“I’m not so naive as to imagine that you’re telling me all this just to boost my ego. So, what are you not telling me?” He’d paused. “Let me guess. Since you could simply order the Dragon by radio to end its mission and return to base, but you want me to go and get it back, there’s only one logical conclusion. You’ve lost contact with the Dragon.”
The general had nodded, reluctantly. “It’s not been contactable for nearly two weeks now.”
“Maybe it’s been destroyed,” Johnson had said. “Perhaps it crashed, or the enemy shot it down.”
“It’s not been destroyed,” the general had replied shortly. “We know.”
Now, lying in a stinking mess of burned oil, it occurred to Johnson to wonder just how the general had known. Rolling over partially, moving with difficulty in the narrow space, he fumbled the radio out of the knee pouch and turned it on.
“St George,” he said quickly, hoping the jamming wouldn’t come too soon. “General?”
“Johnson!” the older man’s voice cracked in his ear. “Where the hell are you?”
“Hiding under the crawler,” Johnson said. “Dragon’s here. I saw it fly past overhead. It may jam me at any moment. General, how long has it been since its Identify Friend and Foe system failed?”
There was a long silence. “I don’t get you, Johnson,” the general said at last.
“It’s been attacking our own troops, hasn’t it?” Johnson demanded. “After you lost contact with it, it’s been hitting our own men as well. Like this crawler here, for instance. I’d heard that the enemy crawlers had all been knocked out at the start of the war, so it’s got to be one of ours. ” He was speaking faster and faster, anger building quickly. “That’s how you’ve known that the Dragon hadn’t been destroyed. General, why the hell didn’t you tell me?”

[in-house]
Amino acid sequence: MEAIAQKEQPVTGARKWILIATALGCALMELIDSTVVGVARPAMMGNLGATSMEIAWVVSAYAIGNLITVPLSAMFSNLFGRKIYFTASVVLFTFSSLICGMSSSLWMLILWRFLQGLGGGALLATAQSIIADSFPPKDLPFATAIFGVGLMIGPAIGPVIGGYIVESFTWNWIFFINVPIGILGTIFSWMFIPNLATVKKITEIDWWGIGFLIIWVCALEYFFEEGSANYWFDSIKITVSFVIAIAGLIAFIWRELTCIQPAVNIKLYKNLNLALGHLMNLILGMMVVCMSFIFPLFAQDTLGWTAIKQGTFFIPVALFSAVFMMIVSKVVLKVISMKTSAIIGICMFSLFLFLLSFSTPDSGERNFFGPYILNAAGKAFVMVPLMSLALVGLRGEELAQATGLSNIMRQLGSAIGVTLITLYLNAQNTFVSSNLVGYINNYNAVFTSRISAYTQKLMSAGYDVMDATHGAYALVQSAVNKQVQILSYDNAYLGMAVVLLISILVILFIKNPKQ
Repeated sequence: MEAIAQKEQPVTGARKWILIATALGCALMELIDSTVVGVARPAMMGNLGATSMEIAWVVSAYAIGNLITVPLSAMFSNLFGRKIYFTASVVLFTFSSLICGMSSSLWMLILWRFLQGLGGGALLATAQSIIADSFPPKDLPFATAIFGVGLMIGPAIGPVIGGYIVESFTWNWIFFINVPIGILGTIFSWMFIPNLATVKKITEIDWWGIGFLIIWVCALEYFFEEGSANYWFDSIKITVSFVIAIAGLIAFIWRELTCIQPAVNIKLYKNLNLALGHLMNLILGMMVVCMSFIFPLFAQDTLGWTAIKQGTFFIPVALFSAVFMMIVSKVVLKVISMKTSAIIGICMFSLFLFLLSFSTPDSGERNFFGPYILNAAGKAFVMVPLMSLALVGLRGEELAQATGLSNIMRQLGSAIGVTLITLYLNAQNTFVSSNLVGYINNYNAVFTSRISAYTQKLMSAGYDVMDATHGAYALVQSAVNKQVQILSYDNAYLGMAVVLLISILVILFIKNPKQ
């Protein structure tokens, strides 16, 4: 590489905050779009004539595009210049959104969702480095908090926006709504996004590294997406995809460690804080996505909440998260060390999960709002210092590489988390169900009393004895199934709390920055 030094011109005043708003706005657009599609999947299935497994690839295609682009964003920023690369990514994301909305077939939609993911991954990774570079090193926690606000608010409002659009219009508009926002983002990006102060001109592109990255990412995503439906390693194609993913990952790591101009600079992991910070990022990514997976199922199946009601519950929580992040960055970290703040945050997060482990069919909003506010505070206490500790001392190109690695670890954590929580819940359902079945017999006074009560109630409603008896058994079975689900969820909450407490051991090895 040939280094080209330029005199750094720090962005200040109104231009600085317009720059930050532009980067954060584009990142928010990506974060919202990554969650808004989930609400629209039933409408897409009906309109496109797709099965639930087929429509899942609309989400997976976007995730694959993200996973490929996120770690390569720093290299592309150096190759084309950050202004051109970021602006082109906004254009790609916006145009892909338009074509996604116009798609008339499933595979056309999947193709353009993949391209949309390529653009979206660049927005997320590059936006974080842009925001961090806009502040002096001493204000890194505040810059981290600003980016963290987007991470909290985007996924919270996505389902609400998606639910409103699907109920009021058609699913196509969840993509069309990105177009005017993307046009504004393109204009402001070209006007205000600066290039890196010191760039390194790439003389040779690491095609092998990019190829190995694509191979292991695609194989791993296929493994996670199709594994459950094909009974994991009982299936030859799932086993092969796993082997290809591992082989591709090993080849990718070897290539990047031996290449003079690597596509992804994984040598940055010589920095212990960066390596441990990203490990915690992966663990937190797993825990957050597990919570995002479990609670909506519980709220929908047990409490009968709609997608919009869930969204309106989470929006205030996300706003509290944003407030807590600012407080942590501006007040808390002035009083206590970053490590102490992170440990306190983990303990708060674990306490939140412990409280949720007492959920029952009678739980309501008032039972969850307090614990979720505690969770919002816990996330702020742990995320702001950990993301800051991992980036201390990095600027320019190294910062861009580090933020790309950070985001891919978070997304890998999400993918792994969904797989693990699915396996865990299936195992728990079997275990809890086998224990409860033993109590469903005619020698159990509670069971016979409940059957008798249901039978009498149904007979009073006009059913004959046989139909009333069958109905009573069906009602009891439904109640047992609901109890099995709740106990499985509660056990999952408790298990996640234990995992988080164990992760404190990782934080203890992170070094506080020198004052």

Silence again, and then the general’s voice at last. “It was not deemed necessary.”
“Not necessary?” Johnson could not believe it. “Not necessary?”
“The programme’s top secret, Johnson,” the general said, over the first crackle of renewed jamming. “It’s not as if you don’t know that. And you know as well as I do that the Dragon’s the future of combat operations. And this Dragon – this Dragon...”
As the wave of jamming washed in like a tsunami, swamping the transmission, Johnson shut off the radio. He knew what the general had been about to say. This was the only Dragon in existence, the prototype. They hadn’t even finished running all the tests in the laboratory when the war had started and offered an opportunity to use it in the field, a chance far too good to pass up. What would happen to the programme if it became known that the Dragon had run amok and turned against its own side? The question didn’t even need an answer.